Growing up as a little boy I have some great memories. My memory bank includes lots of different moments with a lot of different people. I remember the time my Aunt Jean Mills bought me a big teddy bear, and today as an adult she reminds me that for some reason when I was little I always stepped on her toes.
My memories include eating green apples from my great-grandmother Ellen Bingham’s porch. That memory includes eating too many of them too. It is funny what you can remember and my memories of my great-grandfather include me making them mad. “Pap,” my mother’s grandfather, George Martin Carnes Sr., I would upset when I would let the well bucket drop down into the well or I let it hit the sides causing dirt to fall in the water. My dad’s grandfather, Nasby Mills, I would upset anytime I’d let the screen door slam. Watching “Pap” roll his cigarettes from a Prince Albert can I always found amazing for some reason.
My grandfather Alonzo’s sister, my Aunt Dorothy, provided me with hundreds of memories when I was growing up. Being able to write and IOU (this means: I owe you) and picking out a piece of candy and getting a soda pop on her is not my most precious memory but it was one gesture for sure that meant she loved you.
Riding horses and ponies is a childhood memory from both the Carnes and Bingham side of my families. My great-uncle Jeff and Aunt Evelyn Warren were in the logging business and owned a saw mill. Besides eating my aunt’s cooking, pulling on the air horn in his log trucks until the air tanks were empty were always fun. I don’t believe my cousins enjoyed having to scotch the wheels and build back up the air pressure was any fun for them, but it was a blast for me.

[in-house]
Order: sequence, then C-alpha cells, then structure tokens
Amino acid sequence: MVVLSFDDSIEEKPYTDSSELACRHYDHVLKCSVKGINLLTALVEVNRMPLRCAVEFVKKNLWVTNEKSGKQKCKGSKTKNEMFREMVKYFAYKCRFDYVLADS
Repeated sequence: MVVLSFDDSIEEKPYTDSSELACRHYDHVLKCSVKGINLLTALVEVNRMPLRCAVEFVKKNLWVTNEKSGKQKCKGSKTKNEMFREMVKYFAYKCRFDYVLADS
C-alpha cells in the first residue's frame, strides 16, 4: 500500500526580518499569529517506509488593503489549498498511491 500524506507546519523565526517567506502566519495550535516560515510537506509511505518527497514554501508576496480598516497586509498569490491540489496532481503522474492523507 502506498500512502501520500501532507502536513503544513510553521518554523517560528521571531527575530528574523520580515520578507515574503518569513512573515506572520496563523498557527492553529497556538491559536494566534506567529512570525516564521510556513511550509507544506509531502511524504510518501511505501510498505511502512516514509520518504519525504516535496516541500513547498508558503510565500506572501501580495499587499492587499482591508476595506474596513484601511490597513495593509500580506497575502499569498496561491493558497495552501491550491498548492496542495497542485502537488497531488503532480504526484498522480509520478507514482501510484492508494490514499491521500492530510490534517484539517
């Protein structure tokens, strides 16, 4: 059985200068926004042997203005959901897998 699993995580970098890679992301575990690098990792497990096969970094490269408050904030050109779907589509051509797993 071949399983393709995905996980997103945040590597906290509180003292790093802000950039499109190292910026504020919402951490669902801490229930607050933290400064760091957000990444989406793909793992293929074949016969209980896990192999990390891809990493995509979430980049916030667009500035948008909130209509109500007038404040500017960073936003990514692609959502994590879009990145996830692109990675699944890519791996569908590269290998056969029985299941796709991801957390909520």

I could write a column each week for a year on memories from my childhood and just begin to touch the surface of my memory bank. The memory most cherished for me is remembering when and where it was that I became a Christian. I remember the questions I was asking and I remember the answers I was given.
It is amazing how any single moment sticks with you and how important single activities and events really are. Sharing with my family my personal memories is very important to me. The most important historical fact is that I personally know Jesus Christ as my Heavenly Father and in Him I place all my trust and confidence.
Follow Tim Mills on Twitter @THMills.